Grain Feeding and the Dissemination of Acid-Resistant Escherichia coli from Cattle

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Science  11 Sep 1998:
Vol. 281, Issue 5383, pp. 1666-1668
DOI: 10.1126/science.281.5383.1666


The gastric stomach of humans is a barrier to food-borne pathogens, but Escherichia coli can survive at pH 2.0 if it is grown under mildly acidic conditions. Cattle are a natural reservoir for pathogenic E. coli, and cattle fed mostly grain had lower colonic pH and more acid-resistant E. coli than cattle fed only hay. On the basis of numbers and survival after acid shock, cattle that were fed grain had 106-fold more acid-resistantE. coli than cattle fed hay, but a brief period of hay feeding decreased the acid-resistant count substantially.

Foods can be cooked or irradiated to kill bacteria, but there are ∼30 million food-borne illnesses each year in the United States (1). A variety of hypotheses have been formulated to explain the increased incidence of food-borne illness (2, 3). Modern societies tend to “dine out” more often and consume more processed food. Modern detection methods for pathogenic bacteria are more sensitive, and this sensitivity has heightened our awareness of the problem (4). Some experts have suspected a more rapid evolution of bacterial virulence factors, but this evolution is poorly understood (5).

Although Escherichia coli is a normal inhabitant of the gastrointestinal tract, some strains (for example, O157:H7) produce toxins and are pathogenic (6). Hamburger has frequently been contaminated with pathogenic E. coli, and vegetables and fruit juices have also been sources of infection (4). Cattle, a natural reservoir for pathogenic strains, have often been implicated in E. coli infection (7). It is virtually impossible to prevent all fecal contamination of meat at slaughter, and vegetables are sometimes fertilized with cattle manure. The ability of E. coli to cause food-borne illness is enhanced by its low infective dose, and as few as 10 cells can cause infection (8).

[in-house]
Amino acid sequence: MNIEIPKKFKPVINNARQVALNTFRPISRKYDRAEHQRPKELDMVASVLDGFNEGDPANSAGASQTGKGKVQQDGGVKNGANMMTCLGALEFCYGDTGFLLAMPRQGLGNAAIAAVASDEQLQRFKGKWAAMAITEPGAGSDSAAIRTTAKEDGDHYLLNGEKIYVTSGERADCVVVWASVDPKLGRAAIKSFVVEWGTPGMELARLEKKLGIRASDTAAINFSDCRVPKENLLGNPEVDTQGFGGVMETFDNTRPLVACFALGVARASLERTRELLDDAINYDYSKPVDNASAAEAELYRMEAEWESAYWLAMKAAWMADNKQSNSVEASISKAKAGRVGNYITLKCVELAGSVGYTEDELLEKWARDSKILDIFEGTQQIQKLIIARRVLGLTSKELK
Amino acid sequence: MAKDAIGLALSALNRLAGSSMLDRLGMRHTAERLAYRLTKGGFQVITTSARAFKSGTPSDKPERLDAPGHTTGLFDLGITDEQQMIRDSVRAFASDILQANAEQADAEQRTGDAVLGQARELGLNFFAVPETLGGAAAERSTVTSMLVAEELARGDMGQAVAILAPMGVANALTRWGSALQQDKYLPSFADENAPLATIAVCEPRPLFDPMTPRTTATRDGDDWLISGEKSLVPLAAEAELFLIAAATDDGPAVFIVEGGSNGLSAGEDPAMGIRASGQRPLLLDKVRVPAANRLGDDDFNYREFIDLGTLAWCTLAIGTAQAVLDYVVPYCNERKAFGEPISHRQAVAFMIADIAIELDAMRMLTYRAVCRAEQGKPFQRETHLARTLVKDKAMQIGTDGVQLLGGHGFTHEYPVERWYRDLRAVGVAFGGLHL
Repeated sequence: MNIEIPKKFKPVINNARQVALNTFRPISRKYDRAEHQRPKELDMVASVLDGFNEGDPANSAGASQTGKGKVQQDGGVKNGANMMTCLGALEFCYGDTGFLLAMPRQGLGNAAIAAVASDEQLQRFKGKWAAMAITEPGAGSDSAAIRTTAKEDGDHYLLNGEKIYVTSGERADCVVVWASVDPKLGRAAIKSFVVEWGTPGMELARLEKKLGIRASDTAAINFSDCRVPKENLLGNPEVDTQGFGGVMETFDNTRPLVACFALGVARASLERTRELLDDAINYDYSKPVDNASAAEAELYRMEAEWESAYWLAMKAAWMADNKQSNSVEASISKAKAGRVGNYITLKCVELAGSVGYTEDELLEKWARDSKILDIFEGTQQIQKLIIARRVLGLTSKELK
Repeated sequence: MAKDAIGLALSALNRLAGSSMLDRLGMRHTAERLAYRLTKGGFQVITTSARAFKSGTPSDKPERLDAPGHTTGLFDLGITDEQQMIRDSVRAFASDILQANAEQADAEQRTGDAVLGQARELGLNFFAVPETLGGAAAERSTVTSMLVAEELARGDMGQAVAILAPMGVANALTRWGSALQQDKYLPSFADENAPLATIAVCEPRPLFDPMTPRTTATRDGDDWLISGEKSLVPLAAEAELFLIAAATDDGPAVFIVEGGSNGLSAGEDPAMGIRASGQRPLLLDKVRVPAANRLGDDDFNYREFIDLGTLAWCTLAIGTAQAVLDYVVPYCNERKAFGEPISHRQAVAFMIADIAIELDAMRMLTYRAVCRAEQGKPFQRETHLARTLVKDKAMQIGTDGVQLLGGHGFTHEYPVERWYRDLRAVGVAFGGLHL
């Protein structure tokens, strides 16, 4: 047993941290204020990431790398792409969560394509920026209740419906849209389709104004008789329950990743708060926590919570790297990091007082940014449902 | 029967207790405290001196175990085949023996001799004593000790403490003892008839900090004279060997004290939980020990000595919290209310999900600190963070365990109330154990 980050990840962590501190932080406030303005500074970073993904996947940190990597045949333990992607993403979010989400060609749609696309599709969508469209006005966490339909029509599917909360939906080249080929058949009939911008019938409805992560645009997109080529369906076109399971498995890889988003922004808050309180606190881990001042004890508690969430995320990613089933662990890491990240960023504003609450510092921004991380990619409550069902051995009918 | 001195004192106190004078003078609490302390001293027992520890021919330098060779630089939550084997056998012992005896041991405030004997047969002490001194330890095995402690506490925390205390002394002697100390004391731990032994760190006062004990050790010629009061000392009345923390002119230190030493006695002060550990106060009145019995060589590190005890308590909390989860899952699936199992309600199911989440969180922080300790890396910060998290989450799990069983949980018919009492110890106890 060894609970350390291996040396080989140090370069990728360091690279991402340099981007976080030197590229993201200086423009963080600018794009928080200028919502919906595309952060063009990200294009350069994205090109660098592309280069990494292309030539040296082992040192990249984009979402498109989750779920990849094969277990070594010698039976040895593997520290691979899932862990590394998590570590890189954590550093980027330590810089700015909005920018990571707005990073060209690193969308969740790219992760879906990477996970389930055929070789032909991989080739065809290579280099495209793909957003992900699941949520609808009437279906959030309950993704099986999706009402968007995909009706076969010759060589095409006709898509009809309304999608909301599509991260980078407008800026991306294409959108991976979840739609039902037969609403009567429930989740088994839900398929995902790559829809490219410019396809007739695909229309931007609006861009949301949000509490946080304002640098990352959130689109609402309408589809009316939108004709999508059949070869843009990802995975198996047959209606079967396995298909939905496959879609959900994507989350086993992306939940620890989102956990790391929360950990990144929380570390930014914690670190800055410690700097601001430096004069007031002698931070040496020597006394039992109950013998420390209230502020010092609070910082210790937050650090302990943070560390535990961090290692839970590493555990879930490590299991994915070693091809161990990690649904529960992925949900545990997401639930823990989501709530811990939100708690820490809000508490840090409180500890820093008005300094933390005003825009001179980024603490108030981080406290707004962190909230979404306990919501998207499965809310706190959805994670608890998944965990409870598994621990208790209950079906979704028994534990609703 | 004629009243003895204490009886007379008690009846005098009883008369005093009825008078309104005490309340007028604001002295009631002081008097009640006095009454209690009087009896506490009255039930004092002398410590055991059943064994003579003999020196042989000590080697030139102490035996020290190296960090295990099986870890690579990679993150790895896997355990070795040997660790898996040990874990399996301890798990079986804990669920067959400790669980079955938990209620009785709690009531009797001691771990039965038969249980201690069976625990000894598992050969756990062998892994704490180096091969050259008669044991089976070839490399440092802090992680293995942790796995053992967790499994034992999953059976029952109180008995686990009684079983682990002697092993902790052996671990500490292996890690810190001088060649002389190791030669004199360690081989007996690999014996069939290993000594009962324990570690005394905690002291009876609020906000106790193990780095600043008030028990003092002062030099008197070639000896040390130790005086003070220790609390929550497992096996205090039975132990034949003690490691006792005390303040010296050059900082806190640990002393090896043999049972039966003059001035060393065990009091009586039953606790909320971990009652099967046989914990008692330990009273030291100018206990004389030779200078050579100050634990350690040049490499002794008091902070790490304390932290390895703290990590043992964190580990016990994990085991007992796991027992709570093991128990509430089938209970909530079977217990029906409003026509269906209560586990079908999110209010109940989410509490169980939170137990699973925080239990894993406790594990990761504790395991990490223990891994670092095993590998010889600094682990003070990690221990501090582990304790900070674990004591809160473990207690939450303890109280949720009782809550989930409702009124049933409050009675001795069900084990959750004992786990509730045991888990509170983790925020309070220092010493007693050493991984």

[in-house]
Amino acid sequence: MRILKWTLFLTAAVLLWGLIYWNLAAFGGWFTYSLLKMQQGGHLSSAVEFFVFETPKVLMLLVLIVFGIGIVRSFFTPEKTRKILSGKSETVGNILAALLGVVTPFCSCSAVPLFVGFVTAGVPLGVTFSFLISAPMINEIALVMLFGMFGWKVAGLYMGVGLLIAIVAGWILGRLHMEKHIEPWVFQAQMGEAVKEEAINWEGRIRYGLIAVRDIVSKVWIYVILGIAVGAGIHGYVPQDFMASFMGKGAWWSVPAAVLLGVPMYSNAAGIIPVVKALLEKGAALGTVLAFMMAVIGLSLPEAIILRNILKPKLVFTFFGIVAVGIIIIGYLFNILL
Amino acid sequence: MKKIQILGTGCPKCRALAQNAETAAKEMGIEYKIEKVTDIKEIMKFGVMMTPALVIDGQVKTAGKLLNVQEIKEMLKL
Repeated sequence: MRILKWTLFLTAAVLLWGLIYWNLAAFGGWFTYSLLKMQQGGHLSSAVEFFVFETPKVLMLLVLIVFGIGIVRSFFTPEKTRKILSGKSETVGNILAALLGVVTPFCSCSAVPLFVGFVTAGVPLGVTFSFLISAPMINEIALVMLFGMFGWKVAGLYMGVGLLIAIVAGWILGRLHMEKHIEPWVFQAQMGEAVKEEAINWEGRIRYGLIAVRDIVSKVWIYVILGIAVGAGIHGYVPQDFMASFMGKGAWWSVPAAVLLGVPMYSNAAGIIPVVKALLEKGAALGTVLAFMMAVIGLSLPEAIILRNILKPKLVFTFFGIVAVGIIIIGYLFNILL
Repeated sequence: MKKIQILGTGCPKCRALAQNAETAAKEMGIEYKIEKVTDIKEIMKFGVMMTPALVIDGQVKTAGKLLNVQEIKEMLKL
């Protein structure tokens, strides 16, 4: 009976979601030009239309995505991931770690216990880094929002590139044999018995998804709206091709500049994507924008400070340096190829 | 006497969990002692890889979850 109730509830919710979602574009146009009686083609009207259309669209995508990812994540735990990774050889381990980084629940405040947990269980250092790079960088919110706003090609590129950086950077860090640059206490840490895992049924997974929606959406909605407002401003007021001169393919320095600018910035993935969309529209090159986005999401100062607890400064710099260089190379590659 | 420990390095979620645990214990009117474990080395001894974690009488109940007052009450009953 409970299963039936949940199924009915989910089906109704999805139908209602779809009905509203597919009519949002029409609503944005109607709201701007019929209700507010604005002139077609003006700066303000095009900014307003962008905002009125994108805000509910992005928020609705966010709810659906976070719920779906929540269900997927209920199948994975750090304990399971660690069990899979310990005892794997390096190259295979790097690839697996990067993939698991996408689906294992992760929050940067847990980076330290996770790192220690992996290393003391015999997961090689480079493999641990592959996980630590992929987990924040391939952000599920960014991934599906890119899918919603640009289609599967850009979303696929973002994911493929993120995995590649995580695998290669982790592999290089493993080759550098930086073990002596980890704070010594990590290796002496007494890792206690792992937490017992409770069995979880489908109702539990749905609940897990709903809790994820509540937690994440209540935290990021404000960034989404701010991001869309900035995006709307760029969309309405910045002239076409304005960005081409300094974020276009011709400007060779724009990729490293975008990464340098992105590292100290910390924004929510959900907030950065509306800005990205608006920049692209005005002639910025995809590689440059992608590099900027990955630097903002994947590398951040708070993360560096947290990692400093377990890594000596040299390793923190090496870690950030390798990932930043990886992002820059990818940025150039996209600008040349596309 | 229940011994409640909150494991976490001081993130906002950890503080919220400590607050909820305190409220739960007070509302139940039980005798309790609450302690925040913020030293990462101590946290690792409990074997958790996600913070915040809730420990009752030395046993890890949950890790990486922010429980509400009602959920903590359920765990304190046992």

The ability of bacteria to act as food-borne pathogens depends on their capacity to survive the low pH of the gastric stomach and to colonize the intestinal tract of humans (9), but the role of acid resistance in the dissemination of pathogenic bacteria has often been ignored. Pathogenic and nonpathogenic E. coli cultures develop extreme acid resistance only when they are grown at mildly acidic pH. If E. coli is grown at neutral pH, it is acid sensitive and killed by the low pH of gastric juice (10).

Since the Second World War, fattening beef cattle in the United States have been fed large amounts of grain (starch) and very little hay (11), but the impact of grain feeding on acid-resistantE. coli had not been examined. Many forms of starch pass through the pregastric stomach (rumen) to the intestines (11), and cattle are deficient in the starch-degrading enzyme, amylase (12). Starch can be fermented in the colon, and E. coli ferments maltose, an extracellular degradation product of starch (13). Starch fermentation in the colon produces volatile fatty acids (acetate, butyrate, and propionate) that decrease pH (12).

To determine the potential impact of grain feeding on E. coli in cattle, we removed colonic digesta from the rectums of cattle that were fed hay, grass, and varying amounts of rolled corn. Digesta were diluted 10-fold with sterile anaerobic water and mixed vigorously with a vortex mixer for 1 min. The pH was measured with a combination electrode. Coliforms were enumerated by visually monitoring turbidity after serial dilution in lauryl sulfate broth (14). Escherichia coli was determined by screening the bacteria on the basis of lactose fermentation, gas production, indole production, the methyl red reaction, Voges-Proskauer test, and citrate fermentation (14). Acid shock was performed by diluting digesta samples 100-fold into Luria broth that had been adjusted to pH 2.0 (14). After 1.0 hour at pH 2.0, viable cell numbers were determined by serially diluting into lauryl sulfate broth.